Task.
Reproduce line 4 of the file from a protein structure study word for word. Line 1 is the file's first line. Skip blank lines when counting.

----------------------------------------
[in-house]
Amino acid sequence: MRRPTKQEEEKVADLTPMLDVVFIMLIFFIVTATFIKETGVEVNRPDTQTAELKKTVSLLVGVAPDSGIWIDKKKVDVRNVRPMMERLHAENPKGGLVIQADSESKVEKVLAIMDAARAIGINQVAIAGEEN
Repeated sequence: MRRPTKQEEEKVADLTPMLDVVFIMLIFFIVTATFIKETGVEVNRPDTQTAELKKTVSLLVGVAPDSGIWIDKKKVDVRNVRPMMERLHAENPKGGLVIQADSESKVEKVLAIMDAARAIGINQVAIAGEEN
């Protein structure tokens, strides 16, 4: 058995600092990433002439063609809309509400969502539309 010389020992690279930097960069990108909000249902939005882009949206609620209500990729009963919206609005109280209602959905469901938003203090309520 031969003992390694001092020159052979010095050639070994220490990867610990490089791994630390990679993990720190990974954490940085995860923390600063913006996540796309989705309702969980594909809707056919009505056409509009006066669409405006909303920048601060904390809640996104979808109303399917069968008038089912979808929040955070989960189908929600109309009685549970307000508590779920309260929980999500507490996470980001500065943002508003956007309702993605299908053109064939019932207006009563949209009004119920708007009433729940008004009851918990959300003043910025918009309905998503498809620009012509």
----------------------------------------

């Protein structure tokens, strides 16, 4: 058995600092990433002439063609809309509400969502539309 010389020992690279930097960069990108909000249902939005882009949206609620209500990729009963919206609005109280209602959905469901938003203090309520 031969003992390694001092020159052979010095050639070994220490990867610990490089791994630390990679993990720190990974954490940085995860923390600063913006996540796309989705309702969980594909809707056919009505056409509009006066669409405006909303920048601060904390809640996104979808109303399917069968008038089912979808929040955070989960189908929600109309009685549970307000508590779920309260929980999500507490996470980001500065943002508003956007309702993605299908053109064939019932207006009563949209009004119920708007009433729940008004009851918990959300003043910025918009309905998503498809620009012509």